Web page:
Property transactions hit 96,250 last month, with big spenders buying more than before the pandemic.
Transactions were up 15 per cent in February, compared to 83,450 in January, according to HMRC’s latest data on home transactions.
Total sales for the first two months of the year stand at 179,900, some 18 per cent lower than last year. However, this is still the next highest level since 2007.
Lawrence Bowles, director of residential research at Savills said the latest monthly figures were reflective of “the growing momentum we’ve seen in the market after the winter break.”
He added: “While we are still seeing strong momentum in the market, data on agreed sales shows we are also starting to see stratification in sales activity between different price points.
According to data from TwentyCi, sales for properties worth £300,000-£500,000 were 47 per cent higher than pre-pandemic levels.
For properties between £500,000 and £1m, there were 73 per cent more sales than before Covid.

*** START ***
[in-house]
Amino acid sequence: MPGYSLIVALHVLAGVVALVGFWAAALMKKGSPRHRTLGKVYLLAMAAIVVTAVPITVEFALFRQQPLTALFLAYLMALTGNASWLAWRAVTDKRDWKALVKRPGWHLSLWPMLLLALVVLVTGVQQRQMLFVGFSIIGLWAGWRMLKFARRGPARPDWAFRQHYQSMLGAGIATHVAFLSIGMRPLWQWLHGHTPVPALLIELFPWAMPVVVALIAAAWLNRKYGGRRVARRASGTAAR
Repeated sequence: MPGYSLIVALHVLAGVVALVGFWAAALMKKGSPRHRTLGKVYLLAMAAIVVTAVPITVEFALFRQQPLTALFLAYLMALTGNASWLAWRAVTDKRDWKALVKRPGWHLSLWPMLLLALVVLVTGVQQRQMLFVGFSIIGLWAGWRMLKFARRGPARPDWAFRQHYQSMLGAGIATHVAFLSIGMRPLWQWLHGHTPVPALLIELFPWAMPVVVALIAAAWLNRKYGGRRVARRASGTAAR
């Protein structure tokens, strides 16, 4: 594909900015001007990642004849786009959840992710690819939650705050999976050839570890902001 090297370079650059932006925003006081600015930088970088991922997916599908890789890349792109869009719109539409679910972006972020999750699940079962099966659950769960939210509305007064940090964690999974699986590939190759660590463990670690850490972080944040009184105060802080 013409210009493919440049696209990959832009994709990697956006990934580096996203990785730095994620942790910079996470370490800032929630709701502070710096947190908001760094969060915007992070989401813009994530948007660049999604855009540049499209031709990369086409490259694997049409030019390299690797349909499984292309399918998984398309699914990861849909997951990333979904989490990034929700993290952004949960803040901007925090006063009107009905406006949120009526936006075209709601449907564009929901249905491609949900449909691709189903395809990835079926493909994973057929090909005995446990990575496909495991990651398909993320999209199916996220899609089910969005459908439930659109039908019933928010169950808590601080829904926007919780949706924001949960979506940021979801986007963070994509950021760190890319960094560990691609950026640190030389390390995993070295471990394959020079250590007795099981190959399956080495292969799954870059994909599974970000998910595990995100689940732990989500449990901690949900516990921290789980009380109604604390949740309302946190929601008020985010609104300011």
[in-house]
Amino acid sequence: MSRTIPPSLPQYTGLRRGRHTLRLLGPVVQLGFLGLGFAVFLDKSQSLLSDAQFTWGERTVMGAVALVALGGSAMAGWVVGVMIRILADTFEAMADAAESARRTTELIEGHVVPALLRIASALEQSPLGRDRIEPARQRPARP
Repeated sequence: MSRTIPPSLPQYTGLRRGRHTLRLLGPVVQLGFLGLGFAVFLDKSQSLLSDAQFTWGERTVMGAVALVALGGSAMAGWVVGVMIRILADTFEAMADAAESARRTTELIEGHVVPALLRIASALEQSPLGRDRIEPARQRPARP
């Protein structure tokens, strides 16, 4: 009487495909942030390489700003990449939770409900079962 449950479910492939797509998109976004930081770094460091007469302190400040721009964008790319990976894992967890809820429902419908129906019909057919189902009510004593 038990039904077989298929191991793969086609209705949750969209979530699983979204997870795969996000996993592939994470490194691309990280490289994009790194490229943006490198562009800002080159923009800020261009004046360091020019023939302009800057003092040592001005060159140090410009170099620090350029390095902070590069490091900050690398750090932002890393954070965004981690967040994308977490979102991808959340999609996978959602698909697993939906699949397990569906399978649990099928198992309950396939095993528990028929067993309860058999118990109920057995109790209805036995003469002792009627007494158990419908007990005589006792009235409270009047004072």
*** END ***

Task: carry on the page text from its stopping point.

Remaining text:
“Part of this shift is because there simply aren’t as many homes under £300,000 as before, as we’ve seen values rise over the source of the pandemi,” Bowles added.
He said: “However, it also reflects a shift in affordability. The Bank of England has already increased the base rate three times in the last six months. With inflation still running hot, mortgage lenders have been pricing in further rate hikes. That limits affordability at the point of purchase, especially for first-time buyers who have less equity backing them.”
“Buyers can’t risk hanging around in order to secure their new home for fear of missing out,” Tomer Aboody, director of property lender MT Finance, said.
“Many buyers are prepared to stretch themselves and pay record prices due to lack of supply, particularly while they can still take advantage of low mortgage rates.
“With global concerns such as Covid and the situation in Ukraine having a direct impact on western economies, Rishi Sunak must use his Spring Statement to look at ways to help curb soaring inflation and manage the rising cost of living.”